With the help of the free federal tax service network, local taxpayers this year pocketed more than $6.4 million in refunds from just claiming the Earned Income Tax Credit.
And many more who are eligible did not even apply, depriving individuals, families and ultimately the community of available money.
"Nationwide last year, over 26 million people received nearly $59 billion in EITC," said Dianne M. Besunder, an IRS spokeswoman. "EITC lifted an estimated 6.6 million people out of poverty, including 3.3 million children."
The EITC is a refundable credit for low-income working individuals and families. The maximum credit this year was $5,666 for a taxpayer with three or more qualifying children and income below $43,352.
"The Earned Income Tax Credit was enacted by Congress in 1975, and is one of the largest federal antipoverty programs, providing help to workers who don't earn a high income and who meet certain eligibility requirements," Besunder said. The tax break greatly benefits workers who make very little money and those whose earnings were dramatically stunted due to layoffs during the year.
"Taxpayers who qualify and claim the credit could pay less federal tax, pay no tax or even get a tax refund," Besunder said. And people do not have to have children to be eligible.
The IRS' Volunteer Income Tax Assistance program provides free tax service so eligible taxpayers can claim the credit without the financial hinderance of paying a preparer. Erie County's VITA sites prepared 14,000 returns that culled $5.8 million in EITC and $19 million in total refunds. In the Niagara County, the VITA sites prepared 3,300 returns that yielded $645,000 from claiming the EITC and more than $2.8 in overall.
While the VITA program has dozens of locations in Erie and Niagara counties, returns prepared at eight sites in Buffalo accounted for the bulk of their EITC refunds. The Creating Assets, Savings & Hope sites culled $5.1 million of the $6.4 million total.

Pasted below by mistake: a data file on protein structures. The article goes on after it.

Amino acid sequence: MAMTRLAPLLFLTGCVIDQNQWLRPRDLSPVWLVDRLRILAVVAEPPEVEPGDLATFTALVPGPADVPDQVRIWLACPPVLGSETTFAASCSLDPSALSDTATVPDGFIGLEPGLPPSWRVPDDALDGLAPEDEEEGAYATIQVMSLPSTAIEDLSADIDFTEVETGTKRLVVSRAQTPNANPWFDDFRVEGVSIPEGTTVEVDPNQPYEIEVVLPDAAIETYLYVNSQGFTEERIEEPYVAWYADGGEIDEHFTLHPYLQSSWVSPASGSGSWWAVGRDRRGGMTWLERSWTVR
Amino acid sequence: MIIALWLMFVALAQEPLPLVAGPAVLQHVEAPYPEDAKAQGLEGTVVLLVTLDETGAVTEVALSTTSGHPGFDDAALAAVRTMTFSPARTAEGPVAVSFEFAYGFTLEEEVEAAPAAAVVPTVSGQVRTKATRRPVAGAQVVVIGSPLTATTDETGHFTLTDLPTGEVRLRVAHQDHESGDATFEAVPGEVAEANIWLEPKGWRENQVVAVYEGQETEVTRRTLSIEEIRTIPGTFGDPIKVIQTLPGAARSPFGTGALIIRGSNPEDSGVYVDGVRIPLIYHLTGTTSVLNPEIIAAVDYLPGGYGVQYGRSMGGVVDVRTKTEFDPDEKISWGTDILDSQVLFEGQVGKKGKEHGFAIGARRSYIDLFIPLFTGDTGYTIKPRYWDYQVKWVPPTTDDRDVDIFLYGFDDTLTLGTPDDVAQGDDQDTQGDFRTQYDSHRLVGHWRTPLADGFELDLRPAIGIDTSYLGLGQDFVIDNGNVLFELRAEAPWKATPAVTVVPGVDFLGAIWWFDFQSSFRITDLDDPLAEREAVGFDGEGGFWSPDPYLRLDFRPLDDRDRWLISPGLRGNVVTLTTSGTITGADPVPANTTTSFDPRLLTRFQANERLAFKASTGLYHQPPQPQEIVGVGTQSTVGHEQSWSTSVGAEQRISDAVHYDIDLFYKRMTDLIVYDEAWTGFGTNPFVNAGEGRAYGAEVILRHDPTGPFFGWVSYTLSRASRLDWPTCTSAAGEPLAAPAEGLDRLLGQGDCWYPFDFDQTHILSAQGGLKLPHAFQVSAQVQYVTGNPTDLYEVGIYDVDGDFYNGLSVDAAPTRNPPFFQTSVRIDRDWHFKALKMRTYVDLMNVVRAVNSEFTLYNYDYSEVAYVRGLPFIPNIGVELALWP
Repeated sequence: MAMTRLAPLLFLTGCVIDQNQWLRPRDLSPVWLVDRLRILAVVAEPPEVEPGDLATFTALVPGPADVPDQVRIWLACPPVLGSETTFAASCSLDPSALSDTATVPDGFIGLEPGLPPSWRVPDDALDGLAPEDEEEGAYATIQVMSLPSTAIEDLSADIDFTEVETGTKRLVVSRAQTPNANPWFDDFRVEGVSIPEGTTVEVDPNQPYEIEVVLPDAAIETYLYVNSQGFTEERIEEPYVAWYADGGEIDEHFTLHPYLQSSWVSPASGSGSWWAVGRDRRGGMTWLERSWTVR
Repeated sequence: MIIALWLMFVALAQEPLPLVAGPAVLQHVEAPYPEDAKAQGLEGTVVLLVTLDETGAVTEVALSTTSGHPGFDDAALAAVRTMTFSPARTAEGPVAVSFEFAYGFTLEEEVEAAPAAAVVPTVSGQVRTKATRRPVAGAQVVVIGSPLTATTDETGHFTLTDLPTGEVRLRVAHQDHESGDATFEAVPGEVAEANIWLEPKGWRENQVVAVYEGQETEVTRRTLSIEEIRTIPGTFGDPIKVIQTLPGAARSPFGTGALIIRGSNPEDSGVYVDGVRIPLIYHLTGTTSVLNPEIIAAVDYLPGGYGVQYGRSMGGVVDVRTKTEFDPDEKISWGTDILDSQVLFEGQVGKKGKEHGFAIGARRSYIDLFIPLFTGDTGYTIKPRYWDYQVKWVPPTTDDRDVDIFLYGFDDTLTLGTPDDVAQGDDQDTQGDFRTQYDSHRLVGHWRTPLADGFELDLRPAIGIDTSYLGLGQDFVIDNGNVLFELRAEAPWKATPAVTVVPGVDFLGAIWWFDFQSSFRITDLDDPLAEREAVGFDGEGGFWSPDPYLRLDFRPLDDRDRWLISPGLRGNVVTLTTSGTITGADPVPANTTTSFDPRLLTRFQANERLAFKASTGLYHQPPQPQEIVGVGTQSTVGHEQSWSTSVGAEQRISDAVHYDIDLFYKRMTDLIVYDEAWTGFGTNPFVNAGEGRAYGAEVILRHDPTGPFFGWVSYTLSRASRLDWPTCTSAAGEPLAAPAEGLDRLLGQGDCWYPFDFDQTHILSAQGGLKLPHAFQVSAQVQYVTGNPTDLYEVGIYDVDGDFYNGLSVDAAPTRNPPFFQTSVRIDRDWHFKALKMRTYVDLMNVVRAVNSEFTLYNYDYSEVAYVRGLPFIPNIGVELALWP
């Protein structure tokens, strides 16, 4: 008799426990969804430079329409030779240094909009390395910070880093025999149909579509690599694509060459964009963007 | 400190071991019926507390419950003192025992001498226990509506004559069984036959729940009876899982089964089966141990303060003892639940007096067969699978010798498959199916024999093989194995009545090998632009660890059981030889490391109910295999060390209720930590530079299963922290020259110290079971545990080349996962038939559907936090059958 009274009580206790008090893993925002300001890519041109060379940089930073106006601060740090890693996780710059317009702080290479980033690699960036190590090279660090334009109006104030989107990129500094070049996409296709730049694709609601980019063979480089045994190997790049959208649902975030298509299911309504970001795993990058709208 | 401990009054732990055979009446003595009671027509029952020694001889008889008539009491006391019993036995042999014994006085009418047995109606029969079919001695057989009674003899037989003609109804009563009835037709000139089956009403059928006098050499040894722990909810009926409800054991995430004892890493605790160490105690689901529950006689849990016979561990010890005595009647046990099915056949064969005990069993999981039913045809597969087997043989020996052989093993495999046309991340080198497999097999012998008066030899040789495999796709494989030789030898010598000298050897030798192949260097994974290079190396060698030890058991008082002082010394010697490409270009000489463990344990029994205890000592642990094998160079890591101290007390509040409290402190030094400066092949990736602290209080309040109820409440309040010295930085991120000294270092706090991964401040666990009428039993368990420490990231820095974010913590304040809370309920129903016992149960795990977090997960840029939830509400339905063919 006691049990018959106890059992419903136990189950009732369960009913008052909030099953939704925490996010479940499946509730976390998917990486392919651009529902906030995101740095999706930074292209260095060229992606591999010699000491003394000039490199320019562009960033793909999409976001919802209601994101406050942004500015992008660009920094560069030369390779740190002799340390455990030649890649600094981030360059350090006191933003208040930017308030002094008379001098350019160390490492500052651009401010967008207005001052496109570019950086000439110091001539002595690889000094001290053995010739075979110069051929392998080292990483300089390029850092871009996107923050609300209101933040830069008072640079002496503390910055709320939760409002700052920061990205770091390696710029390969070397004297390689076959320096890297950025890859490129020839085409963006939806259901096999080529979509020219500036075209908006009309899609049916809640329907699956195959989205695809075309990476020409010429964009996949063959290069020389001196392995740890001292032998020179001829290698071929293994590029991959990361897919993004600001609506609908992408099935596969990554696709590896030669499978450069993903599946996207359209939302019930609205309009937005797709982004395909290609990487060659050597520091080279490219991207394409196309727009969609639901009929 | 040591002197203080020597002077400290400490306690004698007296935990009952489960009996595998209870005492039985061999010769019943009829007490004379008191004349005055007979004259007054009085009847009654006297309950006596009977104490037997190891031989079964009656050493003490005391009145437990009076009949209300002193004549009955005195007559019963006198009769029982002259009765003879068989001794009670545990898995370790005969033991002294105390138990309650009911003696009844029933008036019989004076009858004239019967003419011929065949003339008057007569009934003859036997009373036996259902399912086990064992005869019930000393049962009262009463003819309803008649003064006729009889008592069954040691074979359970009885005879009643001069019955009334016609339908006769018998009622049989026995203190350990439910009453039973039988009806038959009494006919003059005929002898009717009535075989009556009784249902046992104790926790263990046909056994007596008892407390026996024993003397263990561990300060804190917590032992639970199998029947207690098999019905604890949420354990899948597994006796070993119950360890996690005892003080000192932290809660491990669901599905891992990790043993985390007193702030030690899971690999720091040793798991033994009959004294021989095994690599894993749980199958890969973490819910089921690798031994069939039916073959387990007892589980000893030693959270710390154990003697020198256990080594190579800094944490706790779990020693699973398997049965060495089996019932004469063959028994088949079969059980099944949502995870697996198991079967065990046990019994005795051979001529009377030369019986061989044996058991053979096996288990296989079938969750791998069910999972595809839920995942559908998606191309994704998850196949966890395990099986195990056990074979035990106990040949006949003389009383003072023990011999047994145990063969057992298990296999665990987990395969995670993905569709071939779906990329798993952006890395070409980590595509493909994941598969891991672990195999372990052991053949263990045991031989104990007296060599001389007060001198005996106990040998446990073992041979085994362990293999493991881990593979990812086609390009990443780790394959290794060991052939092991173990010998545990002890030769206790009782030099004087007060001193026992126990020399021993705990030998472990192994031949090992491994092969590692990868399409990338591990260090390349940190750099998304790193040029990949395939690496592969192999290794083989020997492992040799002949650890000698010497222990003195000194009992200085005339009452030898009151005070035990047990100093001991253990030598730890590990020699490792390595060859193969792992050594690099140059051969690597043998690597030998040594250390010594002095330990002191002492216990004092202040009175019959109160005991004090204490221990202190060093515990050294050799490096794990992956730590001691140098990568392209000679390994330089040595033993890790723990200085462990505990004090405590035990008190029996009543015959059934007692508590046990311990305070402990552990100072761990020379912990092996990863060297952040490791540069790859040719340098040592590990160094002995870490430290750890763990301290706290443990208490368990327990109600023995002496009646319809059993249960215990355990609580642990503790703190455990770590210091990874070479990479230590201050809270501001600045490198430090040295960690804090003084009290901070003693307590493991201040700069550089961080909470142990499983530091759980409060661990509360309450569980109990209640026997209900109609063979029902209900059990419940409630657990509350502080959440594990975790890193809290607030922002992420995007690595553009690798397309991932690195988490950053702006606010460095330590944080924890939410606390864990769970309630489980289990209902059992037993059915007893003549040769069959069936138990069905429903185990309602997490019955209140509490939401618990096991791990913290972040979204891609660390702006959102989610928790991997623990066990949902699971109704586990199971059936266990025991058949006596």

"Our sites are dedicated to serving and reaching more people who are eligible for the EITC," said Katie Lyons, director of CASH, a United Way of Buffalo and Erie County financial literacy program for low- to moderate-income families. "We have longer hours, we open after-hours, open on the weekends, so we get more clients." Also, three of its sites are located in the city's zip codes with the highest rates of poverty.
CASH partners with Buffalo Federation of Neighborhood Centers to coordinate sites and volunteers. They embark on a campaign blitz each year to spread the word about the EITC, which includes reaching out to schools, community centers, presentations and distributing flyers. And their efforts appear to be effective in increasing awareness.
In 2010, EITC refunds for the two counties totaled almost $6.1 million -- $593,000 in Niagara and $5.5 million in Erie, with the CASH sites accounting for $4.7 million. For tax year 2009, 1.6 million New York taxpayers claimed the EITC credit and received a total of $3.52 billion.
But Besunder said 20 percent to 25 percent of eligible taxpayers don't claim the credit. Grandparents raising grandchildren and taxpayers not fluent in English are among the taxpayers who commonly don't take advantage of the credit. The recently divorced and unemployed are also tend to be unaware of their eligibility.
Also, self-employed workers and those who don't earn enough to meet the filing requirement, like rural workers, farmers and people with disabilities, could also be eligible but often don't take the credit.
"A lot of our effort is trying to increase awareness around the EITC," Lyons said. "There's this misunderstanding that if a person doesn't have tax liability, they can't get the credit. But they could be leaving money they worked for and are entitled to on the table."
The belief that qualifying children is a requirement for the credit is another misconception. While household sizes and their number of qualifying children do determine the amount of the credit, the maximum EITC for a single taxpayer with no qualifying children and an income below $13,460 was $457 for 2010 tax year.
If someone is eligible for the EITC but have not claimed it, they can file an amended return, Form 1040X. Amendments are permitted up to the past 3 years.
"If you determine you are eligible you may be entitle to get a nice refund for each of the years," Besunder said.
Also, New York requires filing a state amended return (Forms IT 150X or IT 201X) within 90 days of an amended federal return. If you do qualify for the EITC, you're automatically entitled to a state earned income credit refund, which is calculated based on the federal credit.